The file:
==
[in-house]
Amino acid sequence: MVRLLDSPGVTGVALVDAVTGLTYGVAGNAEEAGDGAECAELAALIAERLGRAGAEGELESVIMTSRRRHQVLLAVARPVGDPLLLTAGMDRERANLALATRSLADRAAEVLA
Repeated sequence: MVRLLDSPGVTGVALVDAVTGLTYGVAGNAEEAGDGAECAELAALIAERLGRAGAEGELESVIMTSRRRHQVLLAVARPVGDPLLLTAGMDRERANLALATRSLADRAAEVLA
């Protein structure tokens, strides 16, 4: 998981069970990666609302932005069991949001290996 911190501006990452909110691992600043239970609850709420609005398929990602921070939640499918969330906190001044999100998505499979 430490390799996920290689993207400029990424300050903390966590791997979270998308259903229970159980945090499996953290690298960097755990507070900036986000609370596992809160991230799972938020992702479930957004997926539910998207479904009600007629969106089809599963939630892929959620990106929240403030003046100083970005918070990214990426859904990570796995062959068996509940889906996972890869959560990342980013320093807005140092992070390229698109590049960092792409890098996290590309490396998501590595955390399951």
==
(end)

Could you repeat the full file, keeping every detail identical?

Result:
[in-house]
Amino acid sequence: MVRLLDSPGVTGVALVDAVTGLTYGVAGNAEEAGDGAECAELAALIAERLGRAGAEGELESVIMTSRRRHQVLLAVARPVGDPLLLTAGMDRERANLALATRSLADRAAEVLA
Repeated sequence: MVRLLDSPGVTGVALVDAVTGLTYGVAGNAEEAGDGAECAELAALIAERLGRAGAEGELESVIMTSRRRHQVLLAVARPVGDPLLLTAGMDRERANLALATRSLADRAAEVLA
């Protein structure tokens, strides 16, 4: 998981069970990666609302932005069991949001290996 911190501006990452909110691992600043239970609850709420609005398929990602921070939640499918969330906190001044999100998505499979 430490390799996920290689993207400029990424300050903390966590791997979270998308259903229970159980945090499996953290690298960097755990507070900036986000609370596992809160991230799972938020992702479930957004997926539910998207479904009600007629969106089809599963939630892929959620990106929240403030003046100083970005918070990214990426859904990570796995062959068996509940889906996972890869959560990342980013320093807005140092992070390229698109590049960092792409890098996290590309490396998501590595955390399951």